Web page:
Insights

The Definition of “Fiduciary” Under ERISA

 

 

By Elaine Reardon, Ph.D.

 

The Department of Labor is considering expanding the definition of “fiduciary” under ERISA.   Since 1974, when ERISA was put into place, retirement plans have moved away from defined benefit plans and toward defined contribution (DC) plans and Individual Retirement Accounts (IRAs).  As a consequence, individuals take a greater role in planning and making their own financial decisions regarding their retirement savings, investment and drawdown.  Relatively little is known, however, about the decisions individuals make before and during retirement.   Resolution Information, in partnership with RAND, has won a substantial contract from the DOL to conduct a four-year study of the sources of information and advice DC and IRA holders receive regarding retirement savings and investments, and how their decisions evolve over time.  The study will illuminate the sources of advice people use that could potentially fall under the term “fiduciary.” 


In 2010, the Department of Labor’s Employee Benefits Security Administration (EBSA), which regulates employer-sponsored retirement plans, proposed expanding the definition of “fiduciary” under Title 1 of the 1974 Employee Retirement Income Security Act (ERISA).[1]  Under ERISA Section 3(21)(A), a “fiduciary” is someone who has the authority and/or responsibility to provide investment advice under a retirement savings plan and is compensated for doing so.  Fiduciaries must provide impartial and unbiased advice in good faith.  Fiduciaries can be sued for losses that occur due to a violation of their fiduciary duty.  EBSA adopted a five-part test defining who is a fiduciary.  Investment advice relationships that are considered fiduciary with regard to ERISA are those which:

 

  1. “Render advice as to the value of securities or other property, or make recommendations as to the advisability of investing in, purchasing or selling securities or other property
     
  2. On a regular basis
     
  3. Pursuant to a mutual agreement, arrangement or understanding, with the plan or a plan fiduciary, that
     
  4. The advice will serve as a primary basis for investment decisions with respect to plan assets, and that
     
  5. The advice will be individualized based on the particular needs of the plan.” [2]

 

 

The proposed change to the regulation would remove the “regular basis” requirement, such that a one-time recommendation can be considered to fall under the fiduciary definition.  Advice to a plan fiduciary, for example, regarding an investment decision would be included.   It would also cover advice that was considered regarding investment decisions even if it was not the “primary basis” for the decision.  However, someone selling a product and who did not represent themselves as a disinterested advisor would not be considered a fiduciary.  In September 2011, EBSA announced that it intended to re-propose the redefinition of fiduciary in response to public and Congressional input.[3]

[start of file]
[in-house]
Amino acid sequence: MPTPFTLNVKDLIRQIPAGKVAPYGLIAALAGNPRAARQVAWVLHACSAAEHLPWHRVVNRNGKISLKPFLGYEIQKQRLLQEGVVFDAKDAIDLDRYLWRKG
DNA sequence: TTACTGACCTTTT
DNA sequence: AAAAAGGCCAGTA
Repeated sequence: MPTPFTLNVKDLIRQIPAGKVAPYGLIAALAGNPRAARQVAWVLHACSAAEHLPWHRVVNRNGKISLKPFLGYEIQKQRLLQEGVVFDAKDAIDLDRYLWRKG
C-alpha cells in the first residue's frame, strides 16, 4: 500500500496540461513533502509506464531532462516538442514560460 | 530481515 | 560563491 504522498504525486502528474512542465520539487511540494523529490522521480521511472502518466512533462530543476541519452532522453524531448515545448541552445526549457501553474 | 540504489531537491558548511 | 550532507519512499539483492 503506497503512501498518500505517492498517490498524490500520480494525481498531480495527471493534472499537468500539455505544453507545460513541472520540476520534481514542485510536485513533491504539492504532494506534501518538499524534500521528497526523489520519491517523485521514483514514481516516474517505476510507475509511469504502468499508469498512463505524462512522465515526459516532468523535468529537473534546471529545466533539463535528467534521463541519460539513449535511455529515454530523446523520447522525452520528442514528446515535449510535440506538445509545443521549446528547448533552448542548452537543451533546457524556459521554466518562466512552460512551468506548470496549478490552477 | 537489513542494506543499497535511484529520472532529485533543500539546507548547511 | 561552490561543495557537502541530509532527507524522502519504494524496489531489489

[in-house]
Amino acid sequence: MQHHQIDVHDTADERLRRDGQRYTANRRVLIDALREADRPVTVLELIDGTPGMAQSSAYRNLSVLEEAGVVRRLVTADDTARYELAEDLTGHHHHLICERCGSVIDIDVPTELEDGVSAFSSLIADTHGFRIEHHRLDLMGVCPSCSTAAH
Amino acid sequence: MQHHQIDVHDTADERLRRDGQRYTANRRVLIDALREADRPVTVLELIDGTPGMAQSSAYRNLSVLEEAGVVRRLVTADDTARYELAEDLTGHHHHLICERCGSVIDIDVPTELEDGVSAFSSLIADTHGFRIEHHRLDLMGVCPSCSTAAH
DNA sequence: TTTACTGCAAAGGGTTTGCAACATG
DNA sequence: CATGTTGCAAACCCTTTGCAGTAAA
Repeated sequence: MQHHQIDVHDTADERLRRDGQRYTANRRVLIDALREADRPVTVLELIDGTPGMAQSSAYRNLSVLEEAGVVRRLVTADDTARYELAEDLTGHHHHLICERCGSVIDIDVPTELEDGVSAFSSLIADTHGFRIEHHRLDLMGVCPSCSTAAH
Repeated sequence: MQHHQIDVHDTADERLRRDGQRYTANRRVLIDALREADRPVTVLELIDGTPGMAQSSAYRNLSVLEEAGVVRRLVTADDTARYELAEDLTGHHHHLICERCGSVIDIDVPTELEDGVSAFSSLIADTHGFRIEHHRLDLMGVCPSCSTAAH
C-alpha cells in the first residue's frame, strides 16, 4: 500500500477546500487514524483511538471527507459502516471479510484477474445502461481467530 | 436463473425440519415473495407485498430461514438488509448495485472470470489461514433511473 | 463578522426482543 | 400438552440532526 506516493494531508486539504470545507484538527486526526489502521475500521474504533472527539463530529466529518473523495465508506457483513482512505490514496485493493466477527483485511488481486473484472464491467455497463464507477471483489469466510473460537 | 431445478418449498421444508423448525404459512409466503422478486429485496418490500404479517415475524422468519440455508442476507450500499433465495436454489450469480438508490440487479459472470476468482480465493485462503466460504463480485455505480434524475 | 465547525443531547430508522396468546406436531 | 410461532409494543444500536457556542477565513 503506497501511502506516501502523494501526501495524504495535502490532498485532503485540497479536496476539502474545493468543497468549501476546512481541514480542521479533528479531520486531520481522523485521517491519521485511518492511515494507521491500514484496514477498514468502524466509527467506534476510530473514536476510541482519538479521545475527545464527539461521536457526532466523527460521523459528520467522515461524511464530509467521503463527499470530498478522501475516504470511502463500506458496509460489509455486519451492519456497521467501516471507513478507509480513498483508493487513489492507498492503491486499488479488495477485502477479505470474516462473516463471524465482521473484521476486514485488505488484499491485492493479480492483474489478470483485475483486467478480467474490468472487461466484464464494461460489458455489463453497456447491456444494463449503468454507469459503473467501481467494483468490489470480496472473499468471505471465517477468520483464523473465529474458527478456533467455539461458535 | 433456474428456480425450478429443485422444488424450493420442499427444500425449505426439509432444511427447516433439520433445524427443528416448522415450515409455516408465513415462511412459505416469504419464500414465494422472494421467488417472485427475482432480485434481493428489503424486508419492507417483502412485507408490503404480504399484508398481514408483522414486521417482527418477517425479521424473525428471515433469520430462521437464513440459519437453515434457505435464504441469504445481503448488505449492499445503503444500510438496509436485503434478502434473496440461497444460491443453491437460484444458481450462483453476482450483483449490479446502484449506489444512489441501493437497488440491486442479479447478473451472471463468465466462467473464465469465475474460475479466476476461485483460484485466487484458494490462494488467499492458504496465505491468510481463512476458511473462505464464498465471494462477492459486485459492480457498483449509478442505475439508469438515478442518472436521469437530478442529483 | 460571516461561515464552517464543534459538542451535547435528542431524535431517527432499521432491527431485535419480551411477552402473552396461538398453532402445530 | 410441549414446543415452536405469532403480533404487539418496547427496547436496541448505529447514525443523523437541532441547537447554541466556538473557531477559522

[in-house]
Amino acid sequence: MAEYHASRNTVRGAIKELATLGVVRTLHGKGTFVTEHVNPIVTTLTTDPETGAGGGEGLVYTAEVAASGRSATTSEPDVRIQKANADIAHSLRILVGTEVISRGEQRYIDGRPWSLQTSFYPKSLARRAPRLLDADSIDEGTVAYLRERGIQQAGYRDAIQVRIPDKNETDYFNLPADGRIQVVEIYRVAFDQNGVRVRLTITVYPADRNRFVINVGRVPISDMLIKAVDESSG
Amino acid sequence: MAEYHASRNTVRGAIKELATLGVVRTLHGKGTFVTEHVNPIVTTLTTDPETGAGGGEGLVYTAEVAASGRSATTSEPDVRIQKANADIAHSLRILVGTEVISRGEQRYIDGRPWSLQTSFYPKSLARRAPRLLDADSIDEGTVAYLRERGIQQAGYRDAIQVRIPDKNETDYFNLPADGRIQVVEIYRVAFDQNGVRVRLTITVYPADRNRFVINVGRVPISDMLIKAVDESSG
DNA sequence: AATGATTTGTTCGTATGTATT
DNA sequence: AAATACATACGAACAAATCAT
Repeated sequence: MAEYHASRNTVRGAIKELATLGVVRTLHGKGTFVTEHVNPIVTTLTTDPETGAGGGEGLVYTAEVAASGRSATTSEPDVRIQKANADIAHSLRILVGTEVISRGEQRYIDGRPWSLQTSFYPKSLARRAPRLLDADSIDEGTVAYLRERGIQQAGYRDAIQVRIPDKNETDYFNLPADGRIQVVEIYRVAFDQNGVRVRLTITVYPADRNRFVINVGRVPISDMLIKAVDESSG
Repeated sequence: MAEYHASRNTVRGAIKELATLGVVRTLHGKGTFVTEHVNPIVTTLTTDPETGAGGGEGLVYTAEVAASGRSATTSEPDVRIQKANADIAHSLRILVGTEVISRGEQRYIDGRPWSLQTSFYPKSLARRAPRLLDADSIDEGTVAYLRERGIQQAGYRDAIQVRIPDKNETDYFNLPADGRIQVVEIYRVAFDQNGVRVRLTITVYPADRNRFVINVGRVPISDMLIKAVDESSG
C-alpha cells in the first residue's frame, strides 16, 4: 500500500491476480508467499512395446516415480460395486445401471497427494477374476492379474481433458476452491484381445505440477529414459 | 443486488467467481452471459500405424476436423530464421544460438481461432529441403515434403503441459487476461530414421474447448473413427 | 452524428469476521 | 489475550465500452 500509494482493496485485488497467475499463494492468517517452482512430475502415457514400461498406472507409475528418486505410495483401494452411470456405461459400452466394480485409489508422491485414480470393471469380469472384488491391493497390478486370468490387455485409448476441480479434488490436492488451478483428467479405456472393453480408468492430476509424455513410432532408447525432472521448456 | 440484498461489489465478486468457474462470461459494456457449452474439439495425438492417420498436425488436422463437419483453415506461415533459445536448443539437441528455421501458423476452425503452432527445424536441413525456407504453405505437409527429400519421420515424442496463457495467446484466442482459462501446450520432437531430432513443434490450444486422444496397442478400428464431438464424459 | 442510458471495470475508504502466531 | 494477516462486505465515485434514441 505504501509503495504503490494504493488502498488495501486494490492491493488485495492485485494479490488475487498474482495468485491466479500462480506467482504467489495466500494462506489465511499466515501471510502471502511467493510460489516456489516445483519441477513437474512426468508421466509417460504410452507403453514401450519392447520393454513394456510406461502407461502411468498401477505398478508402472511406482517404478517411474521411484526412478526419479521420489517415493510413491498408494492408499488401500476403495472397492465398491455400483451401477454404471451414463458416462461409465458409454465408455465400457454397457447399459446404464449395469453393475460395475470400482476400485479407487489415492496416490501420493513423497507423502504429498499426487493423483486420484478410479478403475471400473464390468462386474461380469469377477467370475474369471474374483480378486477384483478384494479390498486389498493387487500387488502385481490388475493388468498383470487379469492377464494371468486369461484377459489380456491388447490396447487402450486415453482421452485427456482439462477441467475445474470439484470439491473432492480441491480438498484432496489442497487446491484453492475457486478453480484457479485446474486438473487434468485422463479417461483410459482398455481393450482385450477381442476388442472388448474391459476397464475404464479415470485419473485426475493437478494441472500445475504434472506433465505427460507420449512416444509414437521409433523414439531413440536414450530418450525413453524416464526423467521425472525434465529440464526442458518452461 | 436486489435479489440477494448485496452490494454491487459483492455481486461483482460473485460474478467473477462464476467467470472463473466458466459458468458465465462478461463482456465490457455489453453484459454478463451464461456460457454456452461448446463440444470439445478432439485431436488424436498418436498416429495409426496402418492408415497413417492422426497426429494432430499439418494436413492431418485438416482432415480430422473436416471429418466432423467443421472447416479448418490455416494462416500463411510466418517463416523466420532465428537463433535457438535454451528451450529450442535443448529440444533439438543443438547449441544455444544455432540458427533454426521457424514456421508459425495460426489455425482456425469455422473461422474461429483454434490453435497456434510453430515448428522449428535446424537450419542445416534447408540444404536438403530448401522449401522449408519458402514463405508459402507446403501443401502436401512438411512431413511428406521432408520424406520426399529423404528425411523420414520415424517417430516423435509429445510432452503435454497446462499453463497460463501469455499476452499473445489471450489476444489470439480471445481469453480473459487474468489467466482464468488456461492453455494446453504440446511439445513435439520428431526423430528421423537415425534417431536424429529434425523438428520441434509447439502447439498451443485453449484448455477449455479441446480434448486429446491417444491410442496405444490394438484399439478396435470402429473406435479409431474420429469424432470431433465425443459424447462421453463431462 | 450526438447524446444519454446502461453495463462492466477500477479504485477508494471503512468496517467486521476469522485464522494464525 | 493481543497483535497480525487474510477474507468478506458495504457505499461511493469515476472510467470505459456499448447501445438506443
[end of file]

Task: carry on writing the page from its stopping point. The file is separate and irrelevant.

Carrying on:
Much has changed since ERISA was put into place.  As noted above, defined benefit plans were more common and employees were much less likely than they are now to participate in defined contribution (DC) plans and hold Investment Retirement Arrangement (IRA) accounts.  This in turn means that individuals face more demands in terms of planning, investment and savings.  The research, however, is not in place that would clarify how DC participants and IRA holders plan for retirement, how closely they hew to a strategy, how they determine a strategy and how often it changes.  The extent to which they rely on informal sources for advice as well as formal investment advisors, and who then may fall under the revised definition of fiduciary, is likewise not well understood.  It is also not clear what cognitive biases they might hold that cause them to deviate from a retirement path that standard economics would suggest is best for their circumstances.   


Resolution Information and RAND have partnered in a four year study designed to address these holes in the research.  Repeated surveys will collect data on retirement planning, advice interactions, confidence in retirement preparations and related topics.  Study participants will also share the account statements, disclosures and other documents provided to them by their retirement plan or service providers to their retirement plan or IRA.  The study’s focus is on the information that individuals receive and how they use this information to make decisions regarding saving, investment and drawdown.  The study is intended to provide policy-makers and researchers valuable information to guide future research and policy.

 

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[1] “Definition of the Term ‘Fiduciary’,” Proposed Rule, Federal Register, Vol. 75, No. 204 (October 22, 2010), pp. 65263 - 65278.

[2] “Definition of the Term ‘Fiduciary’,” Proposed Rule, Federal Register, Vol. 75, No. 204 (October 22, 2010), p. 65264.

[3] “US Labor Department’s EBSA to re-propose rule on definition of a fiduciary,” EBSA News Release, September 19, 2011.  Release Number: 11-1382-NAT.  http://www.dol.gov/opa/media/press/ebsa/EBSA20111382.htm

 

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